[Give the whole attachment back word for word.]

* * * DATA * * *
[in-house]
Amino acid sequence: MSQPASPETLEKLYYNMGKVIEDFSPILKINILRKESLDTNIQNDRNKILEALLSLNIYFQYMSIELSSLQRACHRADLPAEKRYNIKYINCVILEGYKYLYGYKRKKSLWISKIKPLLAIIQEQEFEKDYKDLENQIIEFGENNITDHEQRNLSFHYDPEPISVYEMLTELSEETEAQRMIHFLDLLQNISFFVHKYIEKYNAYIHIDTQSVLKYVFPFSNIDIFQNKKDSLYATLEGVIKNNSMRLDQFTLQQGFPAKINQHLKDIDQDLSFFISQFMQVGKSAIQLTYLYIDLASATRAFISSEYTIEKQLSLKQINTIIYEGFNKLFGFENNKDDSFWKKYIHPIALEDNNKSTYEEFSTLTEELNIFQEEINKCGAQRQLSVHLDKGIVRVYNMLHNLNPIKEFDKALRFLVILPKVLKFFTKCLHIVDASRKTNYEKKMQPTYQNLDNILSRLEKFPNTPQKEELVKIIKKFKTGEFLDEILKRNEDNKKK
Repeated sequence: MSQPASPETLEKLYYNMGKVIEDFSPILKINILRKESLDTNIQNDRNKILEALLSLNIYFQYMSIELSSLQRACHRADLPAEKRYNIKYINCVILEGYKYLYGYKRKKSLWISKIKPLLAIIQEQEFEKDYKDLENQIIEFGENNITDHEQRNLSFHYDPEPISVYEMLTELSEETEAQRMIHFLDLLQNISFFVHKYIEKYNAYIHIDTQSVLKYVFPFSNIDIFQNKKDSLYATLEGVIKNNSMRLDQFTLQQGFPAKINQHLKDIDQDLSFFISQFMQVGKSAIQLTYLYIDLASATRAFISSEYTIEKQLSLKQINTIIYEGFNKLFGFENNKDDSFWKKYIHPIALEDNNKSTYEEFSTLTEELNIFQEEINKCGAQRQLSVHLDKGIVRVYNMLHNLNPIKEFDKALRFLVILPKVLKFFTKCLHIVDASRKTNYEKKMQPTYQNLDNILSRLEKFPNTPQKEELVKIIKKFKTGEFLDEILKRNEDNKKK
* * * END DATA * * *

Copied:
[in-house]
Amino acid sequence: MSQPASPETLEKLYYNMGKVIEDFSPILKINILRKESLDTNIQNDRNKILEALLSLNIYFQYMSIELSSLQRACHRADLPAEKRYNIKYINCVILEGYKYLYGYKRKKSLWISKIKPLLAIIQEQEFEKDYKDLENQIIEFGENNITDHEQRNLSFHYDPEPISVYEMLTELSEETEAQRMIHFLDLLQNISFFVHKYIEKYNAYIHIDTQSVLKYVFPFSNIDIFQNKKDSLYATLEGVIKNNSMRLDQFTLQQGFPAKINQHLKDIDQDLSFFISQFMQVGKSAIQLTYLYIDLASATRAFISSEYTIEKQLSLKQINTIIYEGFNKLFGFENNKDDSFWKKYIHPIALEDNNKSTYEEFSTLTEELNIFQEEINKCGAQRQLSVHLDKGIVRVYNMLHNLNPIKEFDKALRFLVILPKVLKFFTKCLHIVDASRKTNYEKKMQPTYQNLDNILSRLEKFPNTPQKEELVKIIKKFKTGEFLDEILKRNEDNKKK
Repeated sequence: MSQPASPETLEKLYYNMGKVIEDFSPILKINILRKESLDTNIQNDRNKILEALLSLNIYFQYMSIELSSLQRACHRADLPAEKRYNIKYINCVILEGYKYLYGYKRKKSLWISKIKPLLAIIQEQEFEKDYKDLENQIIEFGENNITDHEQRNLSFHYDPEPISVYEMLTELSEETEAQRMIHFLDLLQNISFFVHKYIEKYNAYIHIDTQSVLKYVFPFSNIDIFQNKKDSLYATLEGVIKNNSMRLDQFTLQQGFPAKINQHLKDIDQDLSFFISQFMQVGKSAIQLTYLYIDLASATRAFISSEYTIEKQLSLKQINTIIYEGFNKLFGFENNKDDSFWKKYIHPIALEDNNKSTYEEFSTLTEELNIFQEEINKCGAQRQLSVHLDKGIVRVYNMLHNLNPIKEFDKALRFLVILPKVLKFFTKCLHIVDASRKTNYEKKMQPTYQNLDNILSRLEKFPNTPQKEELVKIIKKFKTGEFLDEILKRNEDNKKK